Percent body fat and leg muscle mass (bone-free lean tissue) were estimated by using dual-energy X-ray absorptiometry (Lunar, Madison, WI) as previously described by our laboratory (23). These measurements were found to be highly reproducible in 10 normal subjects (25–50 yr) studied twice during the course of the present study.

Test Protocols

Sessions 1 and 2: Peak exercise testing.

In session 1, subjects underwent a dual-energy X-ray absorptiometry scan followed by a treadmillV˙o 2 max test (23). During session 2, subjects were oriented to the cycle ergometer, and aV˙o 2 peak test (described in Measurement ofV˙ o 2 ) was conducted.

Session 3: Submaximal cycle ergometer testing.

During session 3, subjects completed submaximal bouts (5–6 min) of cycling at 40 and 70% (±2%) ofV˙o 2 peak. Duringminute 4 of these submaximal bouts, HR and a rating of perceived exertion (RPE) were collected. During the final minute, subjects practiced the acetylene rebreathing procedure. These procedures allowed us to accurately define the steady-stateV˙o 2 (and power outputs) at these intensities and also provided estimates of the rebreathing bag volumes that would be used for the test insession 4 (see below).V˙o 2 peak tests were also repeated during session 3.

Session 4: Q˙c testing.

During the final session, Q˙c measurements were made during seated rest and submaximal (40 and 70% ofV˙o 2 peak) and near-maximal (∼90% ofV˙o 2 peak) exercise. Resting trials were conducted three to four times, with the two closest values used for averaging (19). During the 40 and 70% bouts, power output, HR, and RPE were closely monitored for 3 min (to achieve steady-state values obtained during session 3), followed by blood pressure andQ˙c measurements. After a 1- to 2-min recovery, this sequence was repeated to provide two measurements ofQ˙c, blood pressure, and HR for averaging at each exercise intensity. If the two values for Q˙c differed by >10% for a given work intensity, the bout was repeated a third time. After at least a 15-min recovery from these submaximal bouts, subjects performed two graded cycling bouts (4–5 min each) that concluded with Q˙c and HR measurements when 85% of peak power output was reached. BecauseV˙o 2 does not reach a steady state at this high exercise intensity (33),V˙o 2 was estimated by using the power output-V˙o 2relationship obtained during prior testing (session 3) for each subject. TheseV˙o 2 estimates averaged ∼90% of V˙o 2 peak. The HR reached during these bouts averaged 90–95% of peak HR (overall range 85–100%). Therefore, these bouts were characterized as “near maximal.”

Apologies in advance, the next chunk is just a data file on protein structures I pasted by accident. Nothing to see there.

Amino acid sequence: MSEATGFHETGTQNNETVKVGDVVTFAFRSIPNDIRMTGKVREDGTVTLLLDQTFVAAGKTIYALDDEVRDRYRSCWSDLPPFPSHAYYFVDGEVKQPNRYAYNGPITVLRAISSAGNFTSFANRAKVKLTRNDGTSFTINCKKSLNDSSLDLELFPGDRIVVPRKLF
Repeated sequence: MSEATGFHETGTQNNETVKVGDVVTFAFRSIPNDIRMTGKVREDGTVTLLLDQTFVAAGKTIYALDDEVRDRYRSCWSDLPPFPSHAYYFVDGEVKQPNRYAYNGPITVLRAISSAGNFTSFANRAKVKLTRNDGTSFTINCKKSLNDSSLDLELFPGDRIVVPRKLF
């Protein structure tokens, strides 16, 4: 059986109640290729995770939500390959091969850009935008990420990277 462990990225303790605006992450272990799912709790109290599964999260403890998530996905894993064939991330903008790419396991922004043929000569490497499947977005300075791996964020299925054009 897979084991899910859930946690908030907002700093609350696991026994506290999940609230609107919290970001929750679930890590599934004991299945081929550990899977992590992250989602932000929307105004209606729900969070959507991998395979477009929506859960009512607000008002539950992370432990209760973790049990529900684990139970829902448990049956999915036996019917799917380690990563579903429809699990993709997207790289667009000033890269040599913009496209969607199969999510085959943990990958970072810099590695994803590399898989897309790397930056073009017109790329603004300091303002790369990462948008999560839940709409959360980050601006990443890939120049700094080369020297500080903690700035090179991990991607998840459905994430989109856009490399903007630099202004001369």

Resting, peak exercise, and body composition variables were evaluated with two-way (age, gender) analysis of variance. The slope of theQ˙c-V˙o 2(l/min) relationship, which was defined by using baseline and 40 and 70% of V˙o 2 peakvalues, were compared among groups by using an SAS (general linear model procedure) slope-analysis procedure (6). Q˙c responses were also compared among groups at specificV˙o 2 levels (e.g., 1.0 and 2.0 l/min) through the use of individual subject regression coefficients. Stroke volume (Q˙c/HR) and total peripheral resistance (TPR) changes across relative work intensities (e.g., difference between 40 and 70% ofV˙o 2 peak) were also compared among groups by using delta values and two-way analysis of variance. Data are presented as means ± SE. Significance was accepted at P < 0.05.


Subjects (Table 1)

Older men and women had approximately the same body weights as their younger counterparts but were shorter and had ∼10–15% less leg muscle. Gender differences in body size and composition were much larger. For example, leg muscle mass was ∼30% lower in women than in the men of a given age. Hemoglobin concentration was also lower in women (1.2–1.4 g/dl less) than in men, but no age-related differences were observed. The age-associated reduction in treadmillV˙o 2 maxaveraged 22–26%, whether expressed as liters per minute or milliliters per kilogram body weight per minute (∼6% decline per decade in ml ⋅ kg−1 ⋅ min−1). Older subjects had trained twice as long (∼20 yr) as the younger subjects had (∼10 yr), but the average time spent training per week did not differ among groups (6.5 ± 1 h/wk). Running mileage averaged 20–30 miles/wk for both older groups and 30–50 miles/wk for the younger subjects.

Peak Cycle Ergometry (Table 2)

Peak respiratory exchange ratios and perceived exertion levels during the V˙o 2 peak cycling tests averaged 1.13–1.23 and 18 RPE units, respectively, in all four subgroups, demonstrating that similar levels of maximal effort were achieved. TheV˙o 2 peak(ml ⋅ kg−1 ⋅ min−1) achieved during cycle ergometry was 30–33% higher in men than in women and was significantly lower in the older groups. TheV˙o 2 peak values (ml ⋅ kg−1 ⋅ min−1) during cycle ergometry were 9–13% lower than those observed during treadmill V˙o 2 maxtesting (Table 1). This difference between testing modes is larger than might be expected in subject groups with considerable cycling experience (see methods). However, cycle ergometerV˙o 2 peak was probably limited by the requirement that subjects not lean forward or stand over the pedals during testing.